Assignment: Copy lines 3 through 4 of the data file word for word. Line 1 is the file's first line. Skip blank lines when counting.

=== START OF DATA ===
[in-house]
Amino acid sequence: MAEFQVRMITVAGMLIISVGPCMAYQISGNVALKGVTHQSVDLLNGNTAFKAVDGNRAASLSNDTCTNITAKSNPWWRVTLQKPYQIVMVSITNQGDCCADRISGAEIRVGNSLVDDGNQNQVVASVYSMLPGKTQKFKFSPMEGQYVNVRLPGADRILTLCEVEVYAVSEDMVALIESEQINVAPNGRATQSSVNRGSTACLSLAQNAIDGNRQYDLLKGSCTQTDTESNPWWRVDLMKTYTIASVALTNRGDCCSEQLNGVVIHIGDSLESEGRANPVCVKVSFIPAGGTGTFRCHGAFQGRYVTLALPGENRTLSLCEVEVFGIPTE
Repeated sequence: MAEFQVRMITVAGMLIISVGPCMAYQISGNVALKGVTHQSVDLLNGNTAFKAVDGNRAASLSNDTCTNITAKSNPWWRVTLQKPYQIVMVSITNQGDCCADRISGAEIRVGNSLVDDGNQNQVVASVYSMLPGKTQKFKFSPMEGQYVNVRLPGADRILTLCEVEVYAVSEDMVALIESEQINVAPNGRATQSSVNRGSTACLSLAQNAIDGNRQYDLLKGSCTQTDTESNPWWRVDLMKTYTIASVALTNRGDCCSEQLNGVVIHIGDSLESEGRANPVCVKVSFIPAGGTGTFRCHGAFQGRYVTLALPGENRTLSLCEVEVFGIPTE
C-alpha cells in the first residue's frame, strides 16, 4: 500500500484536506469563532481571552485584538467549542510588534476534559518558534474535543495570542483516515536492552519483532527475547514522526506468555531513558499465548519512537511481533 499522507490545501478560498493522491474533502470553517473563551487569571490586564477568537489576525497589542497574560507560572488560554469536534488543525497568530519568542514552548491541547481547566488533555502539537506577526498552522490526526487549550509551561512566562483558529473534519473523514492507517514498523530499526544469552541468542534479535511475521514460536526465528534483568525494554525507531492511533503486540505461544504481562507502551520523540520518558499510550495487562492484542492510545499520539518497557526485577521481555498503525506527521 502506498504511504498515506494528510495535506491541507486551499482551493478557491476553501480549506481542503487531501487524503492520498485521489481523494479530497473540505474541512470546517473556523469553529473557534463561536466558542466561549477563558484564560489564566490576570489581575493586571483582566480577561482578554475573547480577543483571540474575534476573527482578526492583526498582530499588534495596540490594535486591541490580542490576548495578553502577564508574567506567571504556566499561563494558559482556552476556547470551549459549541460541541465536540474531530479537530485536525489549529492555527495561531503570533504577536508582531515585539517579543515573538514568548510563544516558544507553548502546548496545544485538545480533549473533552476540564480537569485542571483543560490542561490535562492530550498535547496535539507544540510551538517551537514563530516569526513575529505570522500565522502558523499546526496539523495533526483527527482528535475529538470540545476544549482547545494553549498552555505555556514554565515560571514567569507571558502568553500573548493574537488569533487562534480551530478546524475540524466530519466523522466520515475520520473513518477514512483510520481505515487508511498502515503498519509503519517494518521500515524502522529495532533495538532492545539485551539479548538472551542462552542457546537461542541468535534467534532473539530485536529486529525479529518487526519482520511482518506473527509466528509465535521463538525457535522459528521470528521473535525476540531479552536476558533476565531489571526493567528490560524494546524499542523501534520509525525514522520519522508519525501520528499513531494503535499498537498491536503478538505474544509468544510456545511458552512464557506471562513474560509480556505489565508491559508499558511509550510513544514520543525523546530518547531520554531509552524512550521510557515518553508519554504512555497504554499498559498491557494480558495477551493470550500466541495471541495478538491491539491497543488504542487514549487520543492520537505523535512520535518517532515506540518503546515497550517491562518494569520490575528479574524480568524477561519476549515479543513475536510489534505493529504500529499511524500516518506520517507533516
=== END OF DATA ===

Repeated sequence: MAEFQVRMITVAGMLIISVGPCMAYQISGNVALKGVTHQSVDLLNGNTAFKAVDGNRAASLSNDTCTNITAKSNPWWRVTLQKPYQIVMVSITNQGDCCADRISGAEIRVGNSLVDDGNQNQVVASVYSMLPGKTQKFKFSPMEGQYVNVRLPGADRILTLCEVEVYAVSEDMVALIESEQINVAPNGRATQSSVNRGSTACLSLAQNAIDGNRQYDLLKGSCTQTDTESNPWWRVDLMKTYTIASVALTNRGDCCSEQLNGVVIHIGDSLESEGRANPVCVKVSFIPAGGTGTFRCHGAFQGRYVTLALPGENRTLSLCEVEVFGIPTE
C-alpha cells in the first residue's frame, strides 16, 4: 500500500484536506469563532481571552485584538467549542510588534476534559518558534474535543495570542483516515536492552519483532527475547514522526506468555531513558499465548519512537511481533 499522507490545501478560498493522491474533502470553517473563551487569571490586564477568537489576525497589542497574560507560572488560554469536534488543525497568530519568542514552548491541547481547566488533555502539537506577526498552522490526526487549550509551561512566562483558529473534519473523514492507517514498523530499526544469552541468542534479535511475521514460536526465528534483568525494554525507531492511533503486540505461544504481562507502551520523540520518558499510550495487562492484542492510545499520539518497557526485577521481555498503525506527521 502506498504511504498515506494528510495535506491541507486551499482551493478557491476553501480549506481542503487531501487524503492520498485521489481523494479530497473540505474541512470546517473556523469553529473557534463561536466558542466561549477563558484564560489564566490576570489581575493586571483582566480577561482578554475573547480577543483571540474575534476573527482578526492583526498582530499588534495596540490594535486591541490580542490576548495578553502577564508574567506567571504556566499561563494558559482556552476556547470551549459549541460541541465536540474531530479537530485536525489549529492555527495561531503570533504577536508582531515585539517579543515573538514568548510563544516558544507553548502546548496545544485538545480533549473533552476540564480537569485542571483543560490542561490535562492530550498535547496535539507544540510551538517551537514563530516569526513575529505570522500565522502558523499546526496539523495533526483527527482528535475529538470540545476544549482547545494553549498552555505555556514554565515560571514567569507571558502568553500573548493574537488569533487562534480551530478546524475540524466530519466523522466520515475520520473513518477514512483510520481505515487508511498502515503498519509503519517494518521500515524502522529495532533495538532492545539485551539479548538472551542462552542457546537461542541468535534467534532473539530485536529486529525479529518487526519482520511482518506473527509466528509465535521463538525457535522459528521470528521473535525476540531479552536476558533476565531489571526493567528490560524494546524499542523501534520509525525514522520519522508519525501520528499513531494503535499498537498491536503478538505474544509468544510456545511458552512464557506471562513474560509480556505489565508491559508499558511509550510513544514520543525523546530518547531520554531509552524512550521510557515518553508519554504512555497504554499498559498491557494480558495477551493470550500466541495471541495478538491491539491497543488504542487514549487520543492520537505523535512520535518517532515506540518503546515497550517491562518494569520490575528479574524480568524477561519476549515479543513475536510489534505493529504500529499511524500516518506520517507533516